When I was young, I expected that my friendships would continue in their steady pattern unabated.

Not, per se, that every friendship I had would hold throughout life, or even through the next phase of school, but I had faith that though friendships would come and go, kindness and honesty would remain a part of them all.

After all, that was how I thought.

I remember a once-dear friend of mine telling me of a proverb, which I more recently discovered is actually a snippet of writing from 19th century poet Dinah Craik.

When I was first given the quote, it was presented as a definition of friendship.

But in its original form, it is written thus:

"Oh, the comfort— the inexpressible comfort of feeling safe with a person— having neither to weigh thoughts nor measure words, but pouring them all right out, just as they are, chaff and grain together; certain that a faithful hand will take and sift them, keep what is worth keeping, and then with the breath of kindness blow the rest away."

From A Life for a Life (1859).

Now, I am older, and I know more of my world than I did then.

I know, for example, that I am no longer familiar with that comfort described in the passage above.

There is one man with whom I grew up, and for as long as I have known him I have trusted him, but he is an odd sort. In the world but not of it, and his advice, always wise, is sparse and rightly so--for his wisdom shouldn't be wasted. I do not drag my stories to him because he doesn't express a desire to be entangled and I would not foist upon him what he would not willingly request. As such I admire him more than almost any man I have met. For the result is that while he remains outside the dirt and dust and dramatics of my social circle he maintains the ability to comment on it with integrity, grace, and truth.

All others, from the beginning of my life until the present, have failed to live up to that standard.

Most wish to offer advice. Some would act as a listening ear and a shoulder to cry on because their ear is empty and their shoulder needs weight upon it. They desire my attention and would be sympathetic so that they might come by it. Some begin genuinely wanting nothing more than to listen and be heard, but quickly flare up in anger when my words go against the grain of their opinions. Others start out by attempting to subject my will to their own.

Even the dear friend who first presented me the quote on kindness broke down last year, and finally expressed to me that he was uninterested in maintaining any communication with me because I do not accept his every piece of advice as the mandate of heaven. Amazement flooded me when I realized that for him, friendship was conditional, and the condition was that he be respected as the foremost authority on everything on which he decided he was an authority.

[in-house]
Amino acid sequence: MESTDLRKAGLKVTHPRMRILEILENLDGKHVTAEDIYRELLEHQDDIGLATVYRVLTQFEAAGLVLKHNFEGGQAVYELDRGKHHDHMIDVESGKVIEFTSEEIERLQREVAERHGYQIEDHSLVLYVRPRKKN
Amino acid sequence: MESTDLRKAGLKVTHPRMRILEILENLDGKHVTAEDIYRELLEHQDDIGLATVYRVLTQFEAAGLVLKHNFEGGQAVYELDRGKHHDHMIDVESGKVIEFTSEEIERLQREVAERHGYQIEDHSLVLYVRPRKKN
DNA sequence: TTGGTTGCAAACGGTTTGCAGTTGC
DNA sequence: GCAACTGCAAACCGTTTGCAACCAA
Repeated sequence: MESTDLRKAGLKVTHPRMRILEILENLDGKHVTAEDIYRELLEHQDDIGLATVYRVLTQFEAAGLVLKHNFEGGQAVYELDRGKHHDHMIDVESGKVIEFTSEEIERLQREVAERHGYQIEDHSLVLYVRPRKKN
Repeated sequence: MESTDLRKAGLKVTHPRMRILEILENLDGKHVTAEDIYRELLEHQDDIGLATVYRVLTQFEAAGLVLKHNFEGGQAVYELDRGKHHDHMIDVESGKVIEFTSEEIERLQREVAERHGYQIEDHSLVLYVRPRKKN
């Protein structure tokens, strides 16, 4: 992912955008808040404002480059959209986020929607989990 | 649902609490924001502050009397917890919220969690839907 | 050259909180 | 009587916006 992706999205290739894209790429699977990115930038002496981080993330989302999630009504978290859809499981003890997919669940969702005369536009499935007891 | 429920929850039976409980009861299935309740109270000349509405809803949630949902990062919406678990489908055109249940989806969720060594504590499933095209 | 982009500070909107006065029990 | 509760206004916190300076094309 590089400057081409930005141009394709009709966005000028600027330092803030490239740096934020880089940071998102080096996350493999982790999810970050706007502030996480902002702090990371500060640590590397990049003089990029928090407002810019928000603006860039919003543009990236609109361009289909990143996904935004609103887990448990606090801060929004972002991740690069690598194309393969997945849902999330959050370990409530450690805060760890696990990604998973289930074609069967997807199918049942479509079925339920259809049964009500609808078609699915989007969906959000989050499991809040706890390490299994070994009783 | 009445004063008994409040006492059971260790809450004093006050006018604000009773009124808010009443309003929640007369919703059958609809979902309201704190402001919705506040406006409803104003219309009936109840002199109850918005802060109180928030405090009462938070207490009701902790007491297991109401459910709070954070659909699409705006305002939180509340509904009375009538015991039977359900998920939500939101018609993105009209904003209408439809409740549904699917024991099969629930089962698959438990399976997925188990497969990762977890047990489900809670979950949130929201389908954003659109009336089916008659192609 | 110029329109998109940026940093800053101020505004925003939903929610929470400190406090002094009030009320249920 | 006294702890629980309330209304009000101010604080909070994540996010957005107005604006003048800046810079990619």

It became clear to me then that when we were young our friendship had remained untroubled because while young I thought him to be my better and he was informed far beyond the limited bounds of my experiences. As I grew and matured and learned, our spheres of knowledge began to differ (and mine to expand to new ground), and he began to make assertions in fields which my sphere of knowledge contained, and which I knew were incorrect. Yet each time I contradicted him wounded his pride and his ability to interact with me comfortably. And so our friendship fell apart slowly, like a ship shattering in deep space and tumbling apart. Each new difference of opinion a meteorite ripping through another structural support.

The first lady I ever loved, I once believed would be a comfort of the type described above, but I disappointed her many times over many years while we struggled in the dark places of young life, trying to discover who we would grow into. Eventually we fell out of contact and life is better this way. I have no concern daily for a hearth 150 miles from my own, and she has no love lost on a man incapable of being there for her in her times of need.

My second love was little more than an attempt at escape and rebellion against my cynicism. I had chosen a girl that I felt I could help, but I failed to help her and only succeeding in teaching myself a fundemental truth: you can't help people who don't want to change, even if they like to talk about changing.

The man I call my brother has his own problems and doesn't need my burdens cast upon his shoulders. He willingly takes on the burdens of too many others as it is. The woman I call my other sister is desperate to control each friendship and connection and possess it, and my spirit is both too free and too wild to be possessed by any of her ilk. My mentors and teachers have had their own worries and priorities, and besides they are behind me now, lost in the mist and shroud that graduation generates among those of us mature enough to leave the nest of school willingly. My colleagues and peers had their own concerns and rarely wanted more from me than that I followed the litany of my family.

These are (or were) a few of the men and women in my life who I would call my friends. I would make sacrifices for them without hope of reward. But I do not trust them. I will not pour out my words unguarded for them and establish a connection. All fail equally in providing for me the comfort I now realize I have been searching since the late 1990s.

And so I find myself wondering: now that I maintain my cynicism, am I beyond the bounds of that comfort forever? Now that my motto is "I entertain the hope that people can change, and maintain the belief that they won't" and my theme song is Rufus Wainright's One Man Guy, I am starting to fall into a place where I will gather friendships, but never experience intimacy.

And I guess I'm ok with that, because really, what other choice do I have?

Sunday, May 22, 2005


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